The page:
The combination of outcome with value sets a path. If we take the outcome example above of the what and how, “increase engagement X% by providing relevant buyer-driven experiences” and add the value “to help our customers see how to use our solution to gain even more value” – we’ve now got a recipe for retention and account expansion. When you know reaching that objective is a problem (or opportunity) your customers are interested in, you’re able to create just the information they need to grow their business with your help.

By going through the questions below with this outcome and value statement in mind as applicable to a defined segment of customers, you’ll be able to cut through the noise and help your customers streamline their learning process by using your buyer-driven experience as a rabbit-hole bypass.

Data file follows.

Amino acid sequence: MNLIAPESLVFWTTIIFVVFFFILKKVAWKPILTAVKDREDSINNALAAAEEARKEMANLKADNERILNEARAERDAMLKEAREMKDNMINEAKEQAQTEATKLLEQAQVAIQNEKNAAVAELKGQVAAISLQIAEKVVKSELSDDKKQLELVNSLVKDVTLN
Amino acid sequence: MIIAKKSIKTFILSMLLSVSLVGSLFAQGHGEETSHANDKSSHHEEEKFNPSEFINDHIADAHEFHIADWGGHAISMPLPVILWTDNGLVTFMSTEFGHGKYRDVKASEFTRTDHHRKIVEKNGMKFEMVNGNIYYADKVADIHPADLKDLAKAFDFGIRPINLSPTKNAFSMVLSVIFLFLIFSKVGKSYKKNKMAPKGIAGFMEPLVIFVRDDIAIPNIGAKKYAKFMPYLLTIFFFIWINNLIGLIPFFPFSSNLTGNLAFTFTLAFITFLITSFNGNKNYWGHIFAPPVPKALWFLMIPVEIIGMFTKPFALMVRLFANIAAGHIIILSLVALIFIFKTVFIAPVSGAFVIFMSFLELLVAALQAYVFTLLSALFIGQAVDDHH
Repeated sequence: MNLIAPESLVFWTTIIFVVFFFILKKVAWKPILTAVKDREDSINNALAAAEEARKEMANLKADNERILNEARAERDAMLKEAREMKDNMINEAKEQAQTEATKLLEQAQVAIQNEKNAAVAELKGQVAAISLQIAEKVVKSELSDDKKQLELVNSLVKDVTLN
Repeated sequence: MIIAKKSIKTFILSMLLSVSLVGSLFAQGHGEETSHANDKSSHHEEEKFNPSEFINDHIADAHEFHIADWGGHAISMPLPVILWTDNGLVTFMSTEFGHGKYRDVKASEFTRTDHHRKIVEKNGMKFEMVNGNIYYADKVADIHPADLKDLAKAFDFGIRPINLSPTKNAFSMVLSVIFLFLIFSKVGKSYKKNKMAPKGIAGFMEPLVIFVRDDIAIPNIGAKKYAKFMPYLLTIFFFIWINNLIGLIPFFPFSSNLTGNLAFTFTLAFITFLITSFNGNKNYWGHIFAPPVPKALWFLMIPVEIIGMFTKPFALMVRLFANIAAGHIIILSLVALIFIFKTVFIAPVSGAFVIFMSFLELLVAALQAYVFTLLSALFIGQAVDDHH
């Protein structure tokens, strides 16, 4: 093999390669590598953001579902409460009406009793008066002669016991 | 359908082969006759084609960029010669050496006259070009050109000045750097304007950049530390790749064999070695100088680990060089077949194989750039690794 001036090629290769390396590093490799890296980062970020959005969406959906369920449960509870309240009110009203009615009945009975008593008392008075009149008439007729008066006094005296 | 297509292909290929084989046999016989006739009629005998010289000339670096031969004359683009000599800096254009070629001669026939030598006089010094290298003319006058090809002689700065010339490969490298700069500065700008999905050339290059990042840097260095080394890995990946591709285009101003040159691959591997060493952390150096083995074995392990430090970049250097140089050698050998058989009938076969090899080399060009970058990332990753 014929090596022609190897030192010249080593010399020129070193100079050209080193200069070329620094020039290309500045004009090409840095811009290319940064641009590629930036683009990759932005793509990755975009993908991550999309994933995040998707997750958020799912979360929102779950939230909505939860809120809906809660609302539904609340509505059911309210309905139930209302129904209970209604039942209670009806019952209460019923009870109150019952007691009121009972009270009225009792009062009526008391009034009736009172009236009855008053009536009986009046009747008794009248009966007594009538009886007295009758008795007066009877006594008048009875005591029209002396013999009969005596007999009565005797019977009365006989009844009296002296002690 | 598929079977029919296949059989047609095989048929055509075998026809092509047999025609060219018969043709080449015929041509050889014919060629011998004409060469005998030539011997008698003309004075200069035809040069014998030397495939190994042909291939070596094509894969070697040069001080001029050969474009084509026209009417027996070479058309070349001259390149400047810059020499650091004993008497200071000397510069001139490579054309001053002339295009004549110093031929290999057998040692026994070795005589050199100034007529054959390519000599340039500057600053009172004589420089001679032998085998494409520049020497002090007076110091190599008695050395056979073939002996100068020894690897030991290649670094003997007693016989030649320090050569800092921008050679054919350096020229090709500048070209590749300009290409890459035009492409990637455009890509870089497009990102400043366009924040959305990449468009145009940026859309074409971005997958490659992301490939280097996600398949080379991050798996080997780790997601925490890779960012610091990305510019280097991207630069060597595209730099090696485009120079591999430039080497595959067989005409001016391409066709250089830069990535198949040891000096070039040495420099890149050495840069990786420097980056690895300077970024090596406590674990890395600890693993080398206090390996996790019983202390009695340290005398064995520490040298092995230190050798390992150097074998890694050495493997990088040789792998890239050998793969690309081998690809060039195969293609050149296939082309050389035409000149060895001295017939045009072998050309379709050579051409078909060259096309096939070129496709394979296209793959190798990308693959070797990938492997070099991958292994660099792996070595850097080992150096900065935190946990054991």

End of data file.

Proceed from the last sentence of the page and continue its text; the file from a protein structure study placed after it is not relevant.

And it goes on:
(HT to Ashely Guttuso for the rabbit term – see her post for more ideas)

The Tricky Thing About Context in Buyer-Driven Experiences

Here’s the thing about context. It changes. Continuously.

Every time your buyers experience your content, they learn something. Whatever they learn shifts their thinking, hence, their context in relation to the topic or problem they’re looking to solve. If your subsequent content doesn’t continue to help them learn something they don’t know — or haven’t understood before — then context shifts stall. The buyer stops advancing because you haven’t provided a path that pulls them forward.